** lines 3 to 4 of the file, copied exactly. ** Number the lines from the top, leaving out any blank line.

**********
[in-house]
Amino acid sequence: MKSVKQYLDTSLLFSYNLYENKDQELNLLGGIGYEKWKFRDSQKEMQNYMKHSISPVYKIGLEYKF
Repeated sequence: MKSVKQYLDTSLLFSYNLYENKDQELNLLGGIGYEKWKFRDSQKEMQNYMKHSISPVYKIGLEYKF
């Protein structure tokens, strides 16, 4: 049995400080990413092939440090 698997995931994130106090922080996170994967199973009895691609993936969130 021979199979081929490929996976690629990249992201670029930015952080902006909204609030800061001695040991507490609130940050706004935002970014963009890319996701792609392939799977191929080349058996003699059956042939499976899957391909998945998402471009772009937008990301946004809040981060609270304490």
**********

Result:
Repeated sequence: MKSVKQYLDTSLLFSYNLYENKDQELNLLGGIGYEKWKFRDSQKEMQNYMKHSISPVYKIGLEYKF
């Protein structure tokens, strides 16, 4: 049995400080990413092939440090 698997995931994130106090922080996170994967199973009895691609993936969130 021979199979081929490929996976690629990249992201670029930015952080902006909204609030800061001695040991507490609130940050706004935002970014963009890319996701792609392939799977191929080349058996003699059956042939499976899957391909998945998402471009772009937008990301946004809040981060609270304490």